Its actions could cause seizing of Tata global assets
After failing to resolve the tax issues of Vodafone and Cairn, and with two global arbitration awards going against it in the Antrix-Devas case, the government seems all set to compound the misgivings of foreign investors by continued bungling in the Tata DoCoMo case. If, as a result of it not allowing Tata group companies to honour their deal with DoCoMo—despite an international arbitration panel award on this—the Japanese telecom major is forced to try and seize Tata’s global assets like Jaguar Land Rover or Tata Steel, this will be a national embarrassment. The mess will be compounded by the fact that these firms are not wholly-owned by the Tatas either, so the government action will end up hurting minority shareholders as well.
While the government is adopting the high moral ground and arguing that the option deal signed by the two parties in 2009 is illegal—under this agreement, while DoCoMo invested R14,500 crore in Tata Teleservices, if various operational milestones were not achieved, the Tatas would have to buy out DoCoMo at half the original value. When the milestones were not achieved and the Tatas sought RBI permission to repatriate the money, based on advice from the PMO, the RBI refused to allow this—it said its 2014 policy stated that a buyback could take place only based on an independent valuation and that, in this case, worked out to R2,915 crore. The argument by both RBI and the government is specious. For one, the policy was always ambiguous till RBI’s 2014 guidelines and that is why, when the Vajpayee government privatised HZL and Balco, it gave a similar option to Anil Agarwal. When the law is ambiguous and a new rule is put in place, the standard protocol is to grandfather existing cases.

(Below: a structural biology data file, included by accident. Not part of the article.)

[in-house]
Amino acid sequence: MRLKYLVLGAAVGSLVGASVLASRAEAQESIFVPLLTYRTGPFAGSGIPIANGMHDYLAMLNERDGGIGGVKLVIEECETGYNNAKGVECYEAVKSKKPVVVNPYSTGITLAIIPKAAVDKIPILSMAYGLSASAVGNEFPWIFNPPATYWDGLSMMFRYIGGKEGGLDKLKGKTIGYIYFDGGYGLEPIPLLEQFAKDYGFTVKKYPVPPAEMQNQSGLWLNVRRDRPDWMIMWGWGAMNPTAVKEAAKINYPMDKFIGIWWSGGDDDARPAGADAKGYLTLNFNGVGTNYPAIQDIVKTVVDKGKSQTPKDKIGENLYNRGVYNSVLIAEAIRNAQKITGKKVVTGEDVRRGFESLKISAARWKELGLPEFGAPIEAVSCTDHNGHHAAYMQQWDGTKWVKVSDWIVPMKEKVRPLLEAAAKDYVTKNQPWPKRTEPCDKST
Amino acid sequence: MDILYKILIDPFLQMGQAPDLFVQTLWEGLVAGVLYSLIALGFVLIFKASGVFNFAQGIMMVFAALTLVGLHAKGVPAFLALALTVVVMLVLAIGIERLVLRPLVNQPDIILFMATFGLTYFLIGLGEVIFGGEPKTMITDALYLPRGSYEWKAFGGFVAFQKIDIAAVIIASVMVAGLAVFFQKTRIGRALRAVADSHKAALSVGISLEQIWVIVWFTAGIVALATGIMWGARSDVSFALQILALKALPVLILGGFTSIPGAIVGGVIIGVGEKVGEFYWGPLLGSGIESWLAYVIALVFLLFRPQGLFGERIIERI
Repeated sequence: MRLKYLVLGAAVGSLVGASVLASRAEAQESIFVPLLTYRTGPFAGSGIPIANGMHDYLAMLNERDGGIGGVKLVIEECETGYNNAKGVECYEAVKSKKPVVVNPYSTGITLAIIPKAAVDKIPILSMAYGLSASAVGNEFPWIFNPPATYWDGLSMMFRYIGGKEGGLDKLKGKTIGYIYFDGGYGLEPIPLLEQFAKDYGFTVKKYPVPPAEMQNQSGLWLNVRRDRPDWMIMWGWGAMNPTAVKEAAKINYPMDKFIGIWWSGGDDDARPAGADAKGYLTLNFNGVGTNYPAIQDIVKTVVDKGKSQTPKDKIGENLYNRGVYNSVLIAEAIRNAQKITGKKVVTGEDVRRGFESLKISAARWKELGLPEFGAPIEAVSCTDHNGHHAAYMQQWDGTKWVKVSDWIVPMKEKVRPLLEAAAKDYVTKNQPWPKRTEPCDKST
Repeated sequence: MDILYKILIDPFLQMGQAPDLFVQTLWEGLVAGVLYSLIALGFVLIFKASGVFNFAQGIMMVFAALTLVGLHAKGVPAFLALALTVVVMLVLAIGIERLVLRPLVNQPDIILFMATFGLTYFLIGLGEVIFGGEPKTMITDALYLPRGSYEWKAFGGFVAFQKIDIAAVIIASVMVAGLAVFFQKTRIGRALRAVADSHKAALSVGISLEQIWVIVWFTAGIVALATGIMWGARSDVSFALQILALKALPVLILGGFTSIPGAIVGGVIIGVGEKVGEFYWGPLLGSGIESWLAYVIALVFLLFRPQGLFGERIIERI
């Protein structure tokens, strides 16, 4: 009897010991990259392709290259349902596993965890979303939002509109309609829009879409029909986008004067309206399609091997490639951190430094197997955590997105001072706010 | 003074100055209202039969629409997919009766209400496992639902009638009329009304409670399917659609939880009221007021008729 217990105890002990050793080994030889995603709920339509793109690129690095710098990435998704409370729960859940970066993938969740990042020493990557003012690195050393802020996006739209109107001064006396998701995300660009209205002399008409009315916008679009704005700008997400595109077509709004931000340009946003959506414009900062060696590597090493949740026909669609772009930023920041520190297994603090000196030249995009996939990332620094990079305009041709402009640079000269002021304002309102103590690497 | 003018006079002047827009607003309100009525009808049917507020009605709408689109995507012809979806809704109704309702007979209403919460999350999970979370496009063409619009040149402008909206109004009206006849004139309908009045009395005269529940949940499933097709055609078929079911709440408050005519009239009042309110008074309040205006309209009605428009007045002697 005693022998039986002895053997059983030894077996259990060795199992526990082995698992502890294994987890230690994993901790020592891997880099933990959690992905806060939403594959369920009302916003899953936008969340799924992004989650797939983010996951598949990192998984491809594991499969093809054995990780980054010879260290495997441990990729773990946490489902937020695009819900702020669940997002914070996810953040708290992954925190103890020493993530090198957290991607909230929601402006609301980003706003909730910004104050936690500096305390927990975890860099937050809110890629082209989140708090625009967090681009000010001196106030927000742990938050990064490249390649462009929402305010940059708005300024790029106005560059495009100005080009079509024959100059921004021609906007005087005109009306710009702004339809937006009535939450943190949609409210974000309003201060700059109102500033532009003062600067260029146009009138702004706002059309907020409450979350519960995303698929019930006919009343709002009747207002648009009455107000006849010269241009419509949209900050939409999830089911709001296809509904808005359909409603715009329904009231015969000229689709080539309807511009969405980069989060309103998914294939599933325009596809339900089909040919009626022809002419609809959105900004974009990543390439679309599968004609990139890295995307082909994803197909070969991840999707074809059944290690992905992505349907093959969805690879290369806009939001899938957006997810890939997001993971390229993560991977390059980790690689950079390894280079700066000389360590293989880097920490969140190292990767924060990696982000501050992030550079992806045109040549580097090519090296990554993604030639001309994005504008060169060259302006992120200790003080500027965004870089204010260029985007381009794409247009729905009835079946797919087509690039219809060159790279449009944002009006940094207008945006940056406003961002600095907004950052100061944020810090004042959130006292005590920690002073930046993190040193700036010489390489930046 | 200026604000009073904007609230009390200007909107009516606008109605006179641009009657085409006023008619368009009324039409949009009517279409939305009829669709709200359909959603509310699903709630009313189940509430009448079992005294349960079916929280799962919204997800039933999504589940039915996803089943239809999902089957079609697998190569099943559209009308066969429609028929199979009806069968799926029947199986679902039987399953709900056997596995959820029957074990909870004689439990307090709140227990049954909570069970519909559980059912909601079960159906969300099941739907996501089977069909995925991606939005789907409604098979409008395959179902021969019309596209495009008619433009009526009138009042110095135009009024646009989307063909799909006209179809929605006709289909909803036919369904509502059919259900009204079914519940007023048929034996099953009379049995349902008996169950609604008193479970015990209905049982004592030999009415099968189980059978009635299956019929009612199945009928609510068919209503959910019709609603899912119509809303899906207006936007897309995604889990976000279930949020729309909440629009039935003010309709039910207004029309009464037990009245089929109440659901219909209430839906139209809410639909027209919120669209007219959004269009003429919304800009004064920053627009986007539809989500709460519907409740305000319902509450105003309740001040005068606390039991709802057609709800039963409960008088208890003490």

Besides, what matters more than the law is the spirit behind the law. The reason why RBI frowns on deals with a pre-agreed formula for a buyback is that this allows foreign debt—which RBI controls carefully given its tendency to be very volatile – to masquerade as equity. But even a simple application of mind makes it clear DoCoMo doesn’t fall in this category since no lender is going to sign an agreement asking for half the principal to be repaid after several years. The bureaucrats in the RBI and the PMO, however, have failed to get their heads around this simple solution to see whether the DoCoMo investment was debt masquerading as equity. While the Tata name will be badly hit if the group is not able to meet its international obligations—its willingness to deposit R7,250 crore with the court cuts no ice with foreign investors—the government action will ensure India’s international credibility will also take a big beating. What makes this worse is that, in this case, there is no outgo from the government’s coffers—or potential tax that is not coming in—and the Tatas are desperate to make the payment.